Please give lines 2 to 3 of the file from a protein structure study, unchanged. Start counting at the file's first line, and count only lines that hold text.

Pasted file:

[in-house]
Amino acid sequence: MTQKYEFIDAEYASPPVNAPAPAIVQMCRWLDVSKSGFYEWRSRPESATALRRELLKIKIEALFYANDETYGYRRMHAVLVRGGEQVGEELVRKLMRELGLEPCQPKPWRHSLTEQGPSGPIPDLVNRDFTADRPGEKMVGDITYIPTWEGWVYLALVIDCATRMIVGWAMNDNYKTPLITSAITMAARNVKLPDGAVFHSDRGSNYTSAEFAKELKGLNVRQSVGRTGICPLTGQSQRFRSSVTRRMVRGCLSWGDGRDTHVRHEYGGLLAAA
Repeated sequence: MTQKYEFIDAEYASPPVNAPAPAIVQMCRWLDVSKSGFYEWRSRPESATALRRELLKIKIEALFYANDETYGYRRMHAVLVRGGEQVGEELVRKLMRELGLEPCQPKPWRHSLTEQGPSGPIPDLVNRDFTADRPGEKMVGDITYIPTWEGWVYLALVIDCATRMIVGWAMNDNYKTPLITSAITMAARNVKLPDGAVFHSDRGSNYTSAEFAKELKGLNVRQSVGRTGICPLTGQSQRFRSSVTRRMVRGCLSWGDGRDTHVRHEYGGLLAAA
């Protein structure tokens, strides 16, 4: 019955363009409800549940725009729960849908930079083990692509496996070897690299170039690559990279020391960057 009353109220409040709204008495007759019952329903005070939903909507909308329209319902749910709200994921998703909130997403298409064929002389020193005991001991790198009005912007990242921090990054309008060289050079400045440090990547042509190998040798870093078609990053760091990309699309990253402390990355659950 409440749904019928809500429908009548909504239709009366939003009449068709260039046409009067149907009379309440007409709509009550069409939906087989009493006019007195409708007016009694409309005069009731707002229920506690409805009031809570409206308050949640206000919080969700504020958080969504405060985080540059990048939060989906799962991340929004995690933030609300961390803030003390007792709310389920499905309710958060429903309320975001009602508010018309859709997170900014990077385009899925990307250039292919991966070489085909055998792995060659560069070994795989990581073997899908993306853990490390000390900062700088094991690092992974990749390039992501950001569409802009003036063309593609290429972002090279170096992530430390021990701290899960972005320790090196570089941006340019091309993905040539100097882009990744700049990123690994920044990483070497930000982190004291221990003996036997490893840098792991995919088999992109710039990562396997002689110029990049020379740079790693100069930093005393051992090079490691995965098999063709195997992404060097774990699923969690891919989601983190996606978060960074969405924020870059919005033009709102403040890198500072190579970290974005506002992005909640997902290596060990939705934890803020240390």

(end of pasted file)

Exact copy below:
Amino acid sequence: MTQKYEFIDAEYASPPVNAPAPAIVQMCRWLDVSKSGFYEWRSRPESATALRRELLKIKIEALFYANDETYGYRRMHAVLVRGGEQVGEELVRKLMRELGLEPCQPKPWRHSLTEQGPSGPIPDLVNRDFTADRPGEKMVGDITYIPTWEGWVYLALVIDCATRMIVGWAMNDNYKTPLITSAITMAARNVKLPDGAVFHSDRGSNYTSAEFAKELKGLNVRQSVGRTGICPLTGQSQRFRSSVTRRMVRGCLSWGDGRDTHVRHEYGGLLAAA
Repeated sequence: MTQKYEFIDAEYASPPVNAPAPAIVQMCRWLDVSKSGFYEWRSRPESATALRRELLKIKIEALFYANDETYGYRRMHAVLVRGGEQVGEELVRKLMRELGLEPCQPKPWRHSLTEQGPSGPIPDLVNRDFTADRPGEKMVGDITYIPTWEGWVYLALVIDCATRMIVGWAMNDNYKTPLITSAITMAARNVKLPDGAVFHSDRGSNYTSAEFAKELKGLNVRQSVGRTGICPLTGQSQRFRSSVTRRMVRGCLSWGDGRDTHVRHEYGGLLAAA